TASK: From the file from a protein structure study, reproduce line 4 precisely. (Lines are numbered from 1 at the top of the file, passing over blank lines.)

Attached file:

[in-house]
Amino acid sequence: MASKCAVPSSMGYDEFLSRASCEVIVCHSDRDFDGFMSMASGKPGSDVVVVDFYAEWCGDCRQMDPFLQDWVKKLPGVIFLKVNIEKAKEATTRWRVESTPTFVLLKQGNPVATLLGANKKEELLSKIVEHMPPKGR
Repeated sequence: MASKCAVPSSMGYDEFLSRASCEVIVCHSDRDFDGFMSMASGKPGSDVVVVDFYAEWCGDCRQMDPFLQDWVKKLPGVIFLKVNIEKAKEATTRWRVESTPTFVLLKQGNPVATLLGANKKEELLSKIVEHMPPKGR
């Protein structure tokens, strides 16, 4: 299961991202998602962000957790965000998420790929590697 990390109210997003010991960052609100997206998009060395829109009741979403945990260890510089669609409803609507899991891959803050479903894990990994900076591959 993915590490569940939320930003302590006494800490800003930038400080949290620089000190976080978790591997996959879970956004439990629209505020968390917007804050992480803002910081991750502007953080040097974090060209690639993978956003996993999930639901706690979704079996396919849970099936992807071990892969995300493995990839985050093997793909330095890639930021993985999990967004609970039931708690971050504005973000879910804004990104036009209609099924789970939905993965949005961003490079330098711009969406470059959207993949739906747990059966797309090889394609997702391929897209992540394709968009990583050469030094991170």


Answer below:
């Protein structure tokens, strides 16, 4: 299961991202998602962000957790965000998420790929590697 990390109210997003010991960052609100997206998009060395829109009741979403945990260890510089669609409803609507899991891959803050479903894990990994900076591959 993915590490569940939320930003302590006494800490800003930038400080949290620089000190976080978790591997996959879970956004439990629209505020968390917007804050992480803002910081991750502007953080040097974090060209690639993978956003996993999930639901706690979704079996396919849970099936992807071990892969995300493995990839985050093997793909330095890639930021993985999990967004609970039931708690971050504005973000879910804004990104036009209609099924789970939905993965949005961003490079330098711009969406470059959207993949739906747990059966797309090889394609997702391929897209992540394709968009990583050469030094991170």